At around the current price the stock also yields a dividend of 2.2% which is not exactly something to get excited about, but it is fully franked which helps at tax time.

I also like the ROE (Return on Equity) which has been above 40 since 2005 and the Net Profit Margin which was around 25% as of 2008/06. These numbers will probably get knocked around because of the fall in commodities prices but they are still likely to hold up fairly well.

If you believe that the demand for commodities will pick up again and that we are in the middle of what Jim Rogers describes as a long term commodities super-cycle, then BHP might be a good stock to look at.

Disclosure: the author of this article has a direct and indirect interest in BHP shares and wishes he had purchased more when they were around $25 last year!

6 responses so far ↓

  • 1 Pete // Jun 7, 2009 at 12:03 am

    I had a sizeable holding of BHP in 2007.

    Now I wouldn’t even consider picking any up at more than $20 a share. I think there is even potential for them to get back to $15.

    They have pretty slim dividends, so if you want them for dividends then you need to really expect much greater earnings, and therefore share-price(capital) appreciation, for the future.

    BHP is in a reasonably good position, having very little debt at the moment, unlike Rio Tinto. They are the heavyweights around these parts, so you know your capital would never be reduced to zero, but there is potential to go to less than 50% of the current price.

    Without getting into the topic of ‘Chinese demand’, I will touch on the topic of ‘Chinese respect’. Both BHP and Rio have not been playing nicely with China. Perhaps they know something we don’t. However, if the Chinese Gov. decided to ban any purchases from Rio or BHP, that would virtually ruin those companies. It’s an unlikely event, but here we have a situation whereby BHP and Rio are completely RELYING on China to support their sales, yet they are not playing nicely with China in return. I’m no market strategist, but I don’t see that as particularly wise when there are other resource alternatives such as Brazil, Africa and Tibet (Tibet has rumoured high potential).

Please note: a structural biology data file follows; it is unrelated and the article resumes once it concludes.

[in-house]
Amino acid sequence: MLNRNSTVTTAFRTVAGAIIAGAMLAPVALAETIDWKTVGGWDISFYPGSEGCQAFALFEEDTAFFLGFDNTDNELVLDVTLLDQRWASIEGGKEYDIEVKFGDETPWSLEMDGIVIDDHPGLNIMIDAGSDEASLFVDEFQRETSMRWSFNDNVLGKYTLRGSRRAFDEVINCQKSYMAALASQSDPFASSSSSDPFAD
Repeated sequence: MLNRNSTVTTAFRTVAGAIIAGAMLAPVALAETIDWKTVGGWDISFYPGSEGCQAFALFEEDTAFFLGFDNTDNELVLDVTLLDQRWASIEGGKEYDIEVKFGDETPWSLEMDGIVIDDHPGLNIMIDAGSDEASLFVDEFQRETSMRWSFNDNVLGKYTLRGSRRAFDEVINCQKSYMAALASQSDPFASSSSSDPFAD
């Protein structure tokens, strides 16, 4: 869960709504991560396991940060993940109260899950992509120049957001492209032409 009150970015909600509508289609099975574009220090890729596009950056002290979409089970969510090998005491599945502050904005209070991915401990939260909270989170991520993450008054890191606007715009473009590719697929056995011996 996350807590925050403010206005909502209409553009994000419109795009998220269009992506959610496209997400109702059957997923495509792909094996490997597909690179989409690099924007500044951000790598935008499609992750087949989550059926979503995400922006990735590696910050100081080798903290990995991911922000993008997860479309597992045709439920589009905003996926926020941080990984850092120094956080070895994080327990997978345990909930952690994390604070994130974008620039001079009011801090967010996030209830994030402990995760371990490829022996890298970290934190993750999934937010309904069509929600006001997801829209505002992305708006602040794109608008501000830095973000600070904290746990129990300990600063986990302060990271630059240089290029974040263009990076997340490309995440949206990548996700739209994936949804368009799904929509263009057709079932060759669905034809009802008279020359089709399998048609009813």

Therefore I see more risk in the bluechips BHP and Rio than many others appear to. Obviously the accuracy of these assessments will only be shown in time. One consideration that should be made is ‘what are the assumptions we make about BHP?’. And which of those could be the undoing of an investment strategy?

  • 2 Pete // Jun 7, 2009 at 12:23 am

    Incidentally Greg, I don’t see the point of the ‘what ifs’ in your commentary. The ‘what if you bought at $10’, etc.

    I can think of quite a few alternatives that had 500% increases within MONTHS that I would rather have. Its all hindsight, and somewhat meaningless to point out (I could speculate some ‘what ifs’ about times in the Casino).

    I think there is much more value in assessing why something changed value. If I find a share interesting I usually add it to a watch-list and monitor any news and changes over time. Sometimes I see a huge jump in price and I try and figure out why, and what prior indicators were there? Understanding the changes in value is ultimately of much more assistance than regret.

    Personally I have been trying to temper the emotion of ‘greed’ as much as I can since I started trading. I get better at it every day, but I know it will never completely go away. I see the influence of greed everywhere I look…

  • 3 Greg Atkinson // Jun 7, 2009 at 9:22 am

    Pete – BHP shares were once around $10, that is simply a fact. If I show a price chart it is hard not to talk about stock prices.